As I’ve been reporting  on how CleanPowerSF is being blocked  by Mayor Ed Lee and his political appointees  on the San Francisco Public Utilities Commission, one piece of the puzzle that I couldn’t quite figure out was why SFPUC President Art Torres took the position he did, offering little public explanation for his stance.
“His opposition to the rate vote was strange because he didn’t give clear reasons,” Eric Brooks, who has been led the grassroots campaign in support of CleanPowerSF, told us. Torres also hasn’t returned Guardian calls on the issue, and he refused a formal request from Sup. John Avalos to explain his position.
As a former state senator and longtime former chair of the California Democratic Party, Torres certainly has connections to Pacific Gas & Electric and the array of politicians that support it, include Willie Brown. But that just didn’t seem like enough for a senior statesman with a decent environmental record to sabotage San Francisco’s only plan for building renewable energy projects.
But some of my political sources have clued me into another possible motive, and it seems to make sense. Art Torres’ son is Joaquin Torres, who works in the Mayor’s Office and who Lee in February appointed to the Housing Commission , where Torres now serves as president.
And here’s the kicker: those sources also say that Joaquin Torres has already started running for the District 9 seat on the Board of Supervisors, which is now held by Sup. David Campos, who is running for Tom Ammiano’s seat in the California Assembly. And if Campos wins that race next year, Mayor Lee will get to fill it, possibly naming Torres to one of the most progressive seats in the city.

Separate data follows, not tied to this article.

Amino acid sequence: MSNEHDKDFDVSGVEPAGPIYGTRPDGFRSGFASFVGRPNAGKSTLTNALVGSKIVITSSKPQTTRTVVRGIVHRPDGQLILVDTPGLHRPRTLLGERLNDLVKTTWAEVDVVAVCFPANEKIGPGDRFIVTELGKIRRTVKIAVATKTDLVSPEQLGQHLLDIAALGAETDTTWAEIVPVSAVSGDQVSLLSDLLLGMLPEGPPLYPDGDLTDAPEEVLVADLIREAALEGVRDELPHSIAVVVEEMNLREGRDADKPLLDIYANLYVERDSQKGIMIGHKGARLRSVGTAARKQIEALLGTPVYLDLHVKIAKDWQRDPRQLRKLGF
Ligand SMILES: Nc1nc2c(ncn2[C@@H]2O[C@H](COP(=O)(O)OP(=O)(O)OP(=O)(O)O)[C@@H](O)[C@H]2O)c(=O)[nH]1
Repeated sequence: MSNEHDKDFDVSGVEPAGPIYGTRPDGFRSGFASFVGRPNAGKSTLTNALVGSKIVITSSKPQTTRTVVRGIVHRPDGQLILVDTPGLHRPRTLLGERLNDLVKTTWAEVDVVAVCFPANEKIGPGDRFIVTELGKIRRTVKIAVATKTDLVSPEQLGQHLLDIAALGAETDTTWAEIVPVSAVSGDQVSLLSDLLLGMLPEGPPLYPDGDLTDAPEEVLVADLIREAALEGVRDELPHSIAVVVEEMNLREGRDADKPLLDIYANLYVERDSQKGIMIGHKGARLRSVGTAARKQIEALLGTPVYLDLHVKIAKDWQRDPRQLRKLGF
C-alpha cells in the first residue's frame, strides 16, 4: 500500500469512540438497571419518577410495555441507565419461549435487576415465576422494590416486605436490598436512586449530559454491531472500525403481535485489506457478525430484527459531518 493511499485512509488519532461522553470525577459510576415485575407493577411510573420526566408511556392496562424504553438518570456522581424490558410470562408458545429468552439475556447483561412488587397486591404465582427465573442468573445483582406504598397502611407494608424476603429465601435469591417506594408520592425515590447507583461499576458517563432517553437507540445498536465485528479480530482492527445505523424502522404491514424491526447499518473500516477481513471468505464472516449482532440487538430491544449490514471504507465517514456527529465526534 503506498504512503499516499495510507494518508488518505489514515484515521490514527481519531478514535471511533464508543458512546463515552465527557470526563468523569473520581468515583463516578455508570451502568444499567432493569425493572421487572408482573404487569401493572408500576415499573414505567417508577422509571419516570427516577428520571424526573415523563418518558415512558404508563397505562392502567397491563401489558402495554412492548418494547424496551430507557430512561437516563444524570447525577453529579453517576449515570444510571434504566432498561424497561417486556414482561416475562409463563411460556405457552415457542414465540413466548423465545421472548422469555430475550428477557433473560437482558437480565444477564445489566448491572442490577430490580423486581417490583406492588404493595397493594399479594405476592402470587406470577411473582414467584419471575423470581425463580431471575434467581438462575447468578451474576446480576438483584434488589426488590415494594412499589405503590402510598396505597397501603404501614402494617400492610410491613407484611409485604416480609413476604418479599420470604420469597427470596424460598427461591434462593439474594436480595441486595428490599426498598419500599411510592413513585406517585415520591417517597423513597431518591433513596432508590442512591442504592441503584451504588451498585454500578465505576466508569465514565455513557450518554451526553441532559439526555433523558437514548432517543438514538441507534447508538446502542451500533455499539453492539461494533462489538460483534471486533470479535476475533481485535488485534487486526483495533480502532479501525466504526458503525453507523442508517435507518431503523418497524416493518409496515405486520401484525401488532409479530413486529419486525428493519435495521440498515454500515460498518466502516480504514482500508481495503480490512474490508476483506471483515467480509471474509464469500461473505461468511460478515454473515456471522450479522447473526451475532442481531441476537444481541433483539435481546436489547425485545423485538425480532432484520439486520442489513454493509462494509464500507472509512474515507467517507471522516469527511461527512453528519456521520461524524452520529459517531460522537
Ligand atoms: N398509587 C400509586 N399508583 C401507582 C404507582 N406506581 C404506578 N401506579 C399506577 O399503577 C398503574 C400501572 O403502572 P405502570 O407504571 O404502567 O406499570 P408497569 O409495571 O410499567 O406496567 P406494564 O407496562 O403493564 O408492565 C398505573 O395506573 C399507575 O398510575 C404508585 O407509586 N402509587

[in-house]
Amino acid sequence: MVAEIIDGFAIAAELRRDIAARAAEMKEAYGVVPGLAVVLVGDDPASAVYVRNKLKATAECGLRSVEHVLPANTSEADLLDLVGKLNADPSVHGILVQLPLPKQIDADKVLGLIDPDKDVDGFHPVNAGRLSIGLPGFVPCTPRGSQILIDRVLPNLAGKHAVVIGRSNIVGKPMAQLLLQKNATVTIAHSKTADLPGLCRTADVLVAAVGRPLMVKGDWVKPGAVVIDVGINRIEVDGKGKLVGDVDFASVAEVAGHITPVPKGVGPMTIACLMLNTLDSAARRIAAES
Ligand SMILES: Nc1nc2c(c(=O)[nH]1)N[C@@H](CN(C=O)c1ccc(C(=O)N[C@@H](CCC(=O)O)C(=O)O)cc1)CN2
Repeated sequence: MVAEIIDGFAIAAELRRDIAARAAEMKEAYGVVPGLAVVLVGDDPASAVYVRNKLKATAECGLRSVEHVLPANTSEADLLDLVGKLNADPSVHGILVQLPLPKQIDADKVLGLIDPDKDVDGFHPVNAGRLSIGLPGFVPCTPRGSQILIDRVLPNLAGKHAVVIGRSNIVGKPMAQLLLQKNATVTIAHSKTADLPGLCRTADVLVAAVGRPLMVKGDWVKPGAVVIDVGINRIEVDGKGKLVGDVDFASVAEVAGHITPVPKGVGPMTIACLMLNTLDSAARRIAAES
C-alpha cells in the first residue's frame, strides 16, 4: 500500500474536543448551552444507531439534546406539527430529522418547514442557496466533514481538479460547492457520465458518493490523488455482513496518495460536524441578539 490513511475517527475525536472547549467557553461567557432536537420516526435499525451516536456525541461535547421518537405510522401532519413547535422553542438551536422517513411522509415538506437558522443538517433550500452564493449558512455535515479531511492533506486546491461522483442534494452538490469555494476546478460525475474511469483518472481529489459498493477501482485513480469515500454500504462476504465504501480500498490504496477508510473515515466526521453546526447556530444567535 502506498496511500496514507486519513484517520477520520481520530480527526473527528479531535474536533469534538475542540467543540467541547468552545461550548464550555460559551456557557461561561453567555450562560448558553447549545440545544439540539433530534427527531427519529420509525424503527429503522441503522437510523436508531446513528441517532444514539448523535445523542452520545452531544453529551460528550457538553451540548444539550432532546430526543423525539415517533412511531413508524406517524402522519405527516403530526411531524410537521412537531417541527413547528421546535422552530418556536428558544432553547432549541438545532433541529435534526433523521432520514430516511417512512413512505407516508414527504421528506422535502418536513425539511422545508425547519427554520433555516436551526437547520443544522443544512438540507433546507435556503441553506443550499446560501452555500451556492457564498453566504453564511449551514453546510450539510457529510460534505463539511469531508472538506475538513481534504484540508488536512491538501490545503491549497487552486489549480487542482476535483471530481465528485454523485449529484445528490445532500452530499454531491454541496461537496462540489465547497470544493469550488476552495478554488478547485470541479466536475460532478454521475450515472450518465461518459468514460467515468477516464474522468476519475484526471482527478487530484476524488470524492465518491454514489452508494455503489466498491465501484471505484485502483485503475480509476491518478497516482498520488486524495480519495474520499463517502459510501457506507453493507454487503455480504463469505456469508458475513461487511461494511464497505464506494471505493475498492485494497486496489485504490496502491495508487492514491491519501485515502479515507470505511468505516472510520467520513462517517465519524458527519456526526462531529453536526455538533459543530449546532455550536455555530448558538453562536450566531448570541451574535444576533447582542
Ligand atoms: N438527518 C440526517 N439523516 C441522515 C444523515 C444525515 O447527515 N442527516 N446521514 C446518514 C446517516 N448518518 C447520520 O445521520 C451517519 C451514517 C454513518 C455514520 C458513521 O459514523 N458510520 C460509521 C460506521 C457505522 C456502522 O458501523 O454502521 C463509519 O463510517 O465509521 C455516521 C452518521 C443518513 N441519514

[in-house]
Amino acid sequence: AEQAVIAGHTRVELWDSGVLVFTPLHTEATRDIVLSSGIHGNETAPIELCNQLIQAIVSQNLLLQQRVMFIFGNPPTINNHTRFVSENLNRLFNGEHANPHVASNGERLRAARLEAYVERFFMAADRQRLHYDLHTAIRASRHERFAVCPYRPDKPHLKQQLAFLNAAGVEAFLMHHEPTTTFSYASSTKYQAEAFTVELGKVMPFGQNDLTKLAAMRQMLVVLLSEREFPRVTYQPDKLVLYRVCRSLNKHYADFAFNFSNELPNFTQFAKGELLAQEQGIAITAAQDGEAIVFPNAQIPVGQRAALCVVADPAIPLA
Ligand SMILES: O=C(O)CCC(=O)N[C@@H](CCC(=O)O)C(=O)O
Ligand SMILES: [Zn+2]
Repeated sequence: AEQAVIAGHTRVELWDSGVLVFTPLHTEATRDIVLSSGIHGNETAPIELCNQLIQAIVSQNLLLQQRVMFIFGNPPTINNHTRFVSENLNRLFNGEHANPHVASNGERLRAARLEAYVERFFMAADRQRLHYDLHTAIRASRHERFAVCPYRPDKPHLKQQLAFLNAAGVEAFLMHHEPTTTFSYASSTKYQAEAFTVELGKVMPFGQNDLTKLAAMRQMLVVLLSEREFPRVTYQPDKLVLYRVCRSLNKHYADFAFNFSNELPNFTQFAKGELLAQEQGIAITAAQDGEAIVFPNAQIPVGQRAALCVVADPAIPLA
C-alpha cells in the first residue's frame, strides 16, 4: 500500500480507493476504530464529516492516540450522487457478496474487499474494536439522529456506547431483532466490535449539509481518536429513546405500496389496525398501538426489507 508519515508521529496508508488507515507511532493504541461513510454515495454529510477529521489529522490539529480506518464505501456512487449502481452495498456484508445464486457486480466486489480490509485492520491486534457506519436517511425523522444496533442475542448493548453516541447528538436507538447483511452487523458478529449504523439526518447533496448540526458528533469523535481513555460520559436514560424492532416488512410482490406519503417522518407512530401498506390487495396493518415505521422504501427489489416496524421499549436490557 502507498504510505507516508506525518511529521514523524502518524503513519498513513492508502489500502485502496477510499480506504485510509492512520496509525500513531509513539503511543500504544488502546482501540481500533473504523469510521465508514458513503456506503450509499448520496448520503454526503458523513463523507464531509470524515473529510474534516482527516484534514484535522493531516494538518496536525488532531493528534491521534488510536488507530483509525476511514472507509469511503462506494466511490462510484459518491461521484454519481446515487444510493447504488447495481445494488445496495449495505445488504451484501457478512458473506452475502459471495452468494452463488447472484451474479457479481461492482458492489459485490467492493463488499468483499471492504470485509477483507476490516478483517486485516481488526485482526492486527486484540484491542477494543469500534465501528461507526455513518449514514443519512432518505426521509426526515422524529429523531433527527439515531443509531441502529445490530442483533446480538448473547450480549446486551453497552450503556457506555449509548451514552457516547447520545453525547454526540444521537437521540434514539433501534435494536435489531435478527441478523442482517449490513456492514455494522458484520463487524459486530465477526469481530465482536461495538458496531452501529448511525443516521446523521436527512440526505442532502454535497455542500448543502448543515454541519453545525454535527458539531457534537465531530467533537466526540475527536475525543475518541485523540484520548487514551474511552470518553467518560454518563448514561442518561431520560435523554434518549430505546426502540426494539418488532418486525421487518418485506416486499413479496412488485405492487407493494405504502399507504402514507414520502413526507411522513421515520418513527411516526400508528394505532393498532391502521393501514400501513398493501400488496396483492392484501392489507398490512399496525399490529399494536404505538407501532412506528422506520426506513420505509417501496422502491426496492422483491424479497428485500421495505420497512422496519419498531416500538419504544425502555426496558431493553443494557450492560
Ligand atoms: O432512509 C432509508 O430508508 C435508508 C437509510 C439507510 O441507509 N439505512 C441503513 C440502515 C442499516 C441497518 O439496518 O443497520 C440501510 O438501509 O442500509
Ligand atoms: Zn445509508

So dad gets to score political points with some powerful friends, and help launch his son’s political career in the process. These motives are beginning to add up.
Joaquin Torres is now deputy director of the San Francisco Office of Economic and Workforce Development, “where he leads Mayor Lee’s Invest In Neighborhoods Initiative to leverage City resources across city departments to maximize positive economic and social impact in low-moderate income neighborhoods and throughout San Francisco’s commercial corridors,” the Mayor’s Office wrote in February when Torres got appointed to the Housing Commission.
Sounds like the perfect job for someone being groomed for the Board of Supervisors, where he could have a serious impact on this city’s political dynamic, tipping policies in the neoliberal to moderate direction of expanding corporate welfare programs  and speeding up gentrification.
Neither Torres has returned our calls, but I’ll update this post when and if they do. And while this is clearly just political speculation and conjecture, I have a feeling that I’m onto something here. So remember where you read it first.